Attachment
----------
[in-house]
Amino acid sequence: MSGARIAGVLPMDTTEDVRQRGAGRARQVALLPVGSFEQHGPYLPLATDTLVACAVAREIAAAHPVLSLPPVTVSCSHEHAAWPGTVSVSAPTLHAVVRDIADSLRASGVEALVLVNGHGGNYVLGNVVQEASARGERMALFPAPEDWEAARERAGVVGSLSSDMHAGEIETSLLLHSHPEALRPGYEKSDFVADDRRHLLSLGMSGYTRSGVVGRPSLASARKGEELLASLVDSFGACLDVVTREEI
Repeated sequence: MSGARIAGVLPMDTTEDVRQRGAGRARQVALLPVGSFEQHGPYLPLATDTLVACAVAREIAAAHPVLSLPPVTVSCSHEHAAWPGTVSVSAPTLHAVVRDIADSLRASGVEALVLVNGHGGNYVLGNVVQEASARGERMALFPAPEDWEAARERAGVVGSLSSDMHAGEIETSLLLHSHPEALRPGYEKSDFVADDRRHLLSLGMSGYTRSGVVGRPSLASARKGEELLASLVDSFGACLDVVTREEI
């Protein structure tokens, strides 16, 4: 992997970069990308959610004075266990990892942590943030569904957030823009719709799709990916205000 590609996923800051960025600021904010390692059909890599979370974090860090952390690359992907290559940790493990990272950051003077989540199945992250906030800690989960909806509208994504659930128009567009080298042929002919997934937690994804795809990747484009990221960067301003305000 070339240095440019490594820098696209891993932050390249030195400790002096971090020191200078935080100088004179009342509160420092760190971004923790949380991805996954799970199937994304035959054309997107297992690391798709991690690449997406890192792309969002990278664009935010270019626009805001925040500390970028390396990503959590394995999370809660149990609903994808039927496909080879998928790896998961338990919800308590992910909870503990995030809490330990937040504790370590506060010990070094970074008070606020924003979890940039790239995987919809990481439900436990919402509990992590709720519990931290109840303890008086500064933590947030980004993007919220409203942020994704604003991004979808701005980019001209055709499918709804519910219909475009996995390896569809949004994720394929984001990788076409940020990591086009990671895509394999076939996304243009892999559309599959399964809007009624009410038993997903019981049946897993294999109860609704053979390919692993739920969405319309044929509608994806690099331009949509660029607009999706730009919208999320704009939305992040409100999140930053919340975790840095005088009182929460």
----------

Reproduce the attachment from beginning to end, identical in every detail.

[in-house]
Amino acid sequence: MSGARIAGVLPMDTTEDVRQRGAGRARQVALLPVGSFEQHGPYLPLATDTLVACAVAREIAAAHPVLSLPPVTVSCSHEHAAWPGTVSVSAPTLHAVVRDIADSLRASGVEALVLVNGHGGNYVLGNVVQEASARGERMALFPAPEDWEAARERAGVVGSLSSDMHAGEIETSLLLHSHPEALRPGYEKSDFVADDRRHLLSLGMSGYTRSGVVGRPSLASARKGEELLASLVDSFGACLDVVTREEI
Repeated sequence: MSGARIAGVLPMDTTEDVRQRGAGRARQVALLPVGSFEQHGPYLPLATDTLVACAVAREIAAAHPVLSLPPVTVSCSHEHAAWPGTVSVSAPTLHAVVRDIADSLRASGVEALVLVNGHGGNYVLGNVVQEASARGERMALFPAPEDWEAARERAGVVGSLSSDMHAGEIETSLLLHSHPEALRPGYEKSDFVADDRRHLLSLGMSGYTRSGVVGRPSLASARKGEELLASLVDSFGACLDVVTREEI
């Protein structure tokens, strides 16, 4: 992997970069990308959610004075266990990892942590943030569904957030823009719709799709990916205000 590609996923800051960025600021904010390692059909890599979370974090860090952390690359992907290559940790493990990272950051003077989540199945992250906030800690989960909806509208994504659930128009567009080298042929002919997934937690994804795809990747484009990221960067301003305000 070339240095440019490594820098696209891993932050390249030195400790002096971090020191200078935080100088004179009342509160420092760190971004923790949380991805996954799970199937994304035959054309997107297992690391798709991690690449997406890192792309969002990278664009935010270019626009805001925040500390970028390396990503959590394995999370809660149990609903994808039927496909080879998928790896998961338990919800308590992910909870503990995030809490330990937040504790370590506060010990070094970074008070606020924003979890940039790239995987919809990481439900436990919402509990992590709720519990931290109840303890008086500064933590947030980004993007919220409203942020994704604003991004979808701005980019001209055709499918709804519910219909475009996995390896569809949004994720394929984001990788076409940020990591086009990671895509394999076939996304243009892999559309599959399964809007009624009410038993997903019981049946897993294999109860609704053979390919692993739920969405319309044929509608994806690099331009949509660029607009999706730009919208999320704009939305992040409100999140930053919340975790840095005088009182929460």